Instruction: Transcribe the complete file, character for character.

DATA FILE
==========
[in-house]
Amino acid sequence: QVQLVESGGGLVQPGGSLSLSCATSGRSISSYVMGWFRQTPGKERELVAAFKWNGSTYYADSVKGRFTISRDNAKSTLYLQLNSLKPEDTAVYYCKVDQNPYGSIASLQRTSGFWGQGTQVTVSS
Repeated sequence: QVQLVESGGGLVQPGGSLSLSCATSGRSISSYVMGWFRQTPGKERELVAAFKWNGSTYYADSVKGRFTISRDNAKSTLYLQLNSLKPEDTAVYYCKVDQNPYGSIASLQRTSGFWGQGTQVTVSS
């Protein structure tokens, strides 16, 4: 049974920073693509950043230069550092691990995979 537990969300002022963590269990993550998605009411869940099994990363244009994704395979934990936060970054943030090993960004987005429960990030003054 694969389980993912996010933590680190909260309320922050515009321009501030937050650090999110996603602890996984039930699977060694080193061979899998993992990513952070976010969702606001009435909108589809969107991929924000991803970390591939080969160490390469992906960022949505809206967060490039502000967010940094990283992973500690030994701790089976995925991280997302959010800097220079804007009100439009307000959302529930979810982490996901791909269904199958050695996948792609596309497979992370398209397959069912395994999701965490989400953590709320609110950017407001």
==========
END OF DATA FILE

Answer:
[in-house]
Amino acid sequence: QVQLVESGGGLVQPGGSLSLSCATSGRSISSYVMGWFRQTPGKERELVAAFKWNGSTYYADSVKGRFTISRDNAKSTLYLQLNSLKPEDTAVYYCKVDQNPYGSIASLQRTSGFWGQGTQVTVSS
Repeated sequence: QVQLVESGGGLVQPGGSLSLSCATSGRSISSYVMGWFRQTPGKERELVAAFKWNGSTYYADSVKGRFTISRDNAKSTLYLQLNSLKPEDTAVYYCKVDQNPYGSIASLQRTSGFWGQGTQVTVSS
């Protein structure tokens, strides 16, 4: 049974920073693509950043230069550092691990995979 537990969300002022963590269990993550998605009411869940099994990363244009994704395979934990936060970054943030090993960004987005429960990030003054 694969389980993912996010933590680190909260309320922050515009321009501030937050650090999110996603602890996984039930699977060694080193061979899998993992990513952070976010969702606001009435909108589809969107991929924000991803970390591939080969160490390469992906960022949505809206967060490039502000967010940094990283992973500690030994701790089976995925991280997302959010800097220079804007009100439009307000959302529930979810982490996901791909269904199958050695996948792609596309497979992370398209397959069912395994999701965490989400953590709320609110950017407001």